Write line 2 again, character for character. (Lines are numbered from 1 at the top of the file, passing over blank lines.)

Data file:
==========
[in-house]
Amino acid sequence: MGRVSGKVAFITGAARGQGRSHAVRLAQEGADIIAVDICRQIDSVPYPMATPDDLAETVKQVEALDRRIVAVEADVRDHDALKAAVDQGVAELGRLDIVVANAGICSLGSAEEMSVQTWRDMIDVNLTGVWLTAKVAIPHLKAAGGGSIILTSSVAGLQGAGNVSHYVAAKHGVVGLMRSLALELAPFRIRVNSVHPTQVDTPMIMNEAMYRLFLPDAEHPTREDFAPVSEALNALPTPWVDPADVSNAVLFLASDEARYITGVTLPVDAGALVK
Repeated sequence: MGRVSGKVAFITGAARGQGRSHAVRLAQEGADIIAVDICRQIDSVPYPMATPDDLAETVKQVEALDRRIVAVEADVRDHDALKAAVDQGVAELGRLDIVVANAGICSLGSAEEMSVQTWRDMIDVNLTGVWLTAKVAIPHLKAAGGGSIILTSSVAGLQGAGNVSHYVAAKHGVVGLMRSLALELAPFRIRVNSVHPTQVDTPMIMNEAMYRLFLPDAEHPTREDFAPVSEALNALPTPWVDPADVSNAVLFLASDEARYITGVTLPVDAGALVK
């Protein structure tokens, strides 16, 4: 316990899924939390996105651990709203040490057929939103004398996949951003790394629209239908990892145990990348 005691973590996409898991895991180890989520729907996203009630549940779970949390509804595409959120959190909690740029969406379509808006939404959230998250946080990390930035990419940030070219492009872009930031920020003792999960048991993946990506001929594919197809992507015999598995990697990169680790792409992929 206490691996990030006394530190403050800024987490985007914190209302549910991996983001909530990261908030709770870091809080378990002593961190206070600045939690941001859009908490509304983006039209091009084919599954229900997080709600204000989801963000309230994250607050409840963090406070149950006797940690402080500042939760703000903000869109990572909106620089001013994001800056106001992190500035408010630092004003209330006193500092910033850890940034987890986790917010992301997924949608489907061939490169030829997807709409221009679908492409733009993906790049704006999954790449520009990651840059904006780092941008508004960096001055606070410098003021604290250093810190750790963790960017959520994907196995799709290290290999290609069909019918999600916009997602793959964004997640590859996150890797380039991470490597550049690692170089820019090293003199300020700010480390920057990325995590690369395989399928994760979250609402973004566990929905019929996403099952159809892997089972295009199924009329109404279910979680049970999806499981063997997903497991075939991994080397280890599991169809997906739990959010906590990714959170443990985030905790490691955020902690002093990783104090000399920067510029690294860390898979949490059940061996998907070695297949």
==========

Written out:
Amino acid sequence: MGRVSGKVAFITGAARGQGRSHAVRLAQEGADIIAVDICRQIDSVPYPMATPDDLAETVKQVEALDRRIVAVEADVRDHDALKAAVDQGVAELGRLDIVVANAGICSLGSAEEMSVQTWRDMIDVNLTGVWLTAKVAIPHLKAAGGGSIILTSSVAGLQGAGNVSHYVAAKHGVVGLMRSLALELAPFRIRVNSVHPTQVDTPMIMNEAMYRLFLPDAEHPTREDFAPVSEALNALPTPWVDPADVSNAVLFLASDEARYITGVTLPVDAGALVK